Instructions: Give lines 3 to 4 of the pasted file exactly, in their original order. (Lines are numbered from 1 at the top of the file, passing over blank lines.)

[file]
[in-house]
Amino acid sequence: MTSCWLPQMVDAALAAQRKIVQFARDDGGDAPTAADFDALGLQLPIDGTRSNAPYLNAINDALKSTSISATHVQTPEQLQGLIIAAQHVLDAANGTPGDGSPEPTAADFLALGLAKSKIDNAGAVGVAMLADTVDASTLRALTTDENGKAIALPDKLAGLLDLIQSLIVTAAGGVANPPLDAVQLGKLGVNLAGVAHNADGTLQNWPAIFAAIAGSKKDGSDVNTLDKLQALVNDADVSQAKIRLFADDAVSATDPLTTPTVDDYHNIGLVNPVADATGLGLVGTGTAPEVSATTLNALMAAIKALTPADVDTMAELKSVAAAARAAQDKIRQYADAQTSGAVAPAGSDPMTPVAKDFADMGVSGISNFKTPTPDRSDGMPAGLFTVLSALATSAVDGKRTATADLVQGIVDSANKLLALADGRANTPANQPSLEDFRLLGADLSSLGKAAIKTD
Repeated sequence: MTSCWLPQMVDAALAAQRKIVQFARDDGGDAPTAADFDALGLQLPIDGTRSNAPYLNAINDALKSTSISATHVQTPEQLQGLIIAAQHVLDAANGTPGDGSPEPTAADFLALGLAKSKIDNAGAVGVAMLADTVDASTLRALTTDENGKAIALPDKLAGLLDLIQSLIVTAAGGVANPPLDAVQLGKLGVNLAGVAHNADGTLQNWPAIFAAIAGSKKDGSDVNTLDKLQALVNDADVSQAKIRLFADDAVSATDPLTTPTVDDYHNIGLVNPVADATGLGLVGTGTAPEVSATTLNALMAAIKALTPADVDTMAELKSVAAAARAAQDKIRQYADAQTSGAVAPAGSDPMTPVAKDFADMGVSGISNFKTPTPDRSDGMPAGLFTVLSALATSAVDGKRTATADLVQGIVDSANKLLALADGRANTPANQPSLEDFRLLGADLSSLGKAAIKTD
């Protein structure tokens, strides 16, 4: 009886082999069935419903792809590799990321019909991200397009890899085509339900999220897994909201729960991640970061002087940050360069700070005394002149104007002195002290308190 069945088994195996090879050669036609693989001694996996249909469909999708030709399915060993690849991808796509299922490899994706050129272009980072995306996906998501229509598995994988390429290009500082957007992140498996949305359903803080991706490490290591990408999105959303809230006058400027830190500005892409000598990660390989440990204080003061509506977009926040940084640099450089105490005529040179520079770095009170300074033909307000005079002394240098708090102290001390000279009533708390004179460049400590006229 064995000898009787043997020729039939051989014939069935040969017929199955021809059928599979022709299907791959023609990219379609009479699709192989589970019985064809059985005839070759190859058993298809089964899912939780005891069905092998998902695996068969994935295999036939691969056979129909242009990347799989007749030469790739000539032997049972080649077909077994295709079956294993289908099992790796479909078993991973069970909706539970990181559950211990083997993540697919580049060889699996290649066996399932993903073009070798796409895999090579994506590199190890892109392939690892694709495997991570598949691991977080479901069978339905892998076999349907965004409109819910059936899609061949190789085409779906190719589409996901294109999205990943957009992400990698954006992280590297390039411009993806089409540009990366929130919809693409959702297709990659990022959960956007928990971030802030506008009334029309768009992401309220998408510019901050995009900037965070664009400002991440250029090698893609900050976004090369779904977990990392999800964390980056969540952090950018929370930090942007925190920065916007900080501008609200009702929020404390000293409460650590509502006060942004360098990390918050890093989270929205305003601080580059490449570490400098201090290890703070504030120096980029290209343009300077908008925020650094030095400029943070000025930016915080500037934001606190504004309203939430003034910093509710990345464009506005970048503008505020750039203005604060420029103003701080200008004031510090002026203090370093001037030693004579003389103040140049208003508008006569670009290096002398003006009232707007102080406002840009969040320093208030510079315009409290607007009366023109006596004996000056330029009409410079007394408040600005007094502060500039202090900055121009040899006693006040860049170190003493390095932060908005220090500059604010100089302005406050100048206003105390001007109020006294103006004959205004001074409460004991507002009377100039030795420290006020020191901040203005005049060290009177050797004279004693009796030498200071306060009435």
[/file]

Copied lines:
Repeated sequence: MTSCWLPQMVDAALAAQRKIVQFARDDGGDAPTAADFDALGLQLPIDGTRSNAPYLNAINDALKSTSISATHVQTPEQLQGLIIAAQHVLDAANGTPGDGSPEPTAADFLALGLAKSKIDNAGAVGVAMLADTVDASTLRALTTDENGKAIALPDKLAGLLDLIQSLIVTAAGGVANPPLDAVQLGKLGVNLAGVAHNADGTLQNWPAIFAAIAGSKKDGSDVNTLDKLQALVNDADVSQAKIRLFADDAVSATDPLTTPTVDDYHNIGLVNPVADATGLGLVGTGTAPEVSATTLNALMAAIKALTPADVDTMAELKSVAAAARAAQDKIRQYADAQTSGAVAPAGSDPMTPVAKDFADMGVSGISNFKTPTPDRSDGMPAGLFTVLSALATSAVDGKRTATADLVQGIVDSANKLLALADGRANTPANQPSLEDFRLLGADLSSLGKAAIKTD
């Protein structure tokens, strides 16, 4: 009886082999069935419903792809590799990321019909991200397009890899085509339900999220897994909201729960991640970061002087940050360069700070005394002149104007002195002290308190 069945088994195996090879050669036609693989001694996996249909469909999708030709399915060993690849991808796509299922490899994706050129272009980072995306996906998501229509598995994988390429290009500082957007992140498996949305359903803080991706490490290591990408999105959303809230006058400027830190500005892409000598990660390989440990204080003061509506977009926040940084640099450089105490005529040179520079770095009170300074033909307000005079002394240098708090102290001390000279009533708390004179460049400590006229 064995000898009787043997020729039939051989014939069935040969017929199955021809059928599979022709299907791959023609990219379609009479699709192989589970019985064809059985005839070759190859058993298809089964899912939780005891069905092998998902695996068969994935295999036939691969056979129909242009990347799989007749030469790739000539032997049972080649077909077994295709079956294993289908099992790796479909078993991973069970909706539970990181559950211990083997993540697919580049060889699996290649066996399932993903073009070798796409895999090579994506590199190890892109392939690892694709495997991570598949691991977080479901069978339905892998076999349907965004409109819910059936899609061949190789085409779906190719589409996901294109999205990943957009992400990698954006992280590297390039411009993806089409540009990366929130919809693409959702297709990659990022959960956007928990971030802030506008009334029309768009992401309220998408510019901050995009900037965070664009400002991440250029090698893609900050976004090369779904977990990392999800964390980056969540952090950018929370930090942007925190920065916007900080501008609200009702929020404390000293409460650590509502006060942004360098990390918050890093989270929205305003601080580059490449570490400098201090290890703070504030120096980029290209343009300077908008925020650094030095400029943070000025930016915080500037934001606190504004309203939430003034910093509710990345464009506005970048503008505020750039203005604060420029103003701080200008004031510090002026203090370093001037030693004579003389103040140049208003508008006569670009290096002398003006009232707007102080406002840009969040320093208030510079315009409290607007009366023109006596004996000056330029009409410079007394408040600005007094502060500039202090900055121009040899006693006040860049170190003493390095932060908005220090500059604010100089302005406050100048206003105390001007109020006294103006004959205004001074409460004991507002009377100039030795420290006020020191901040203005005049060290009177050797004279004693009796030498200071306060009435």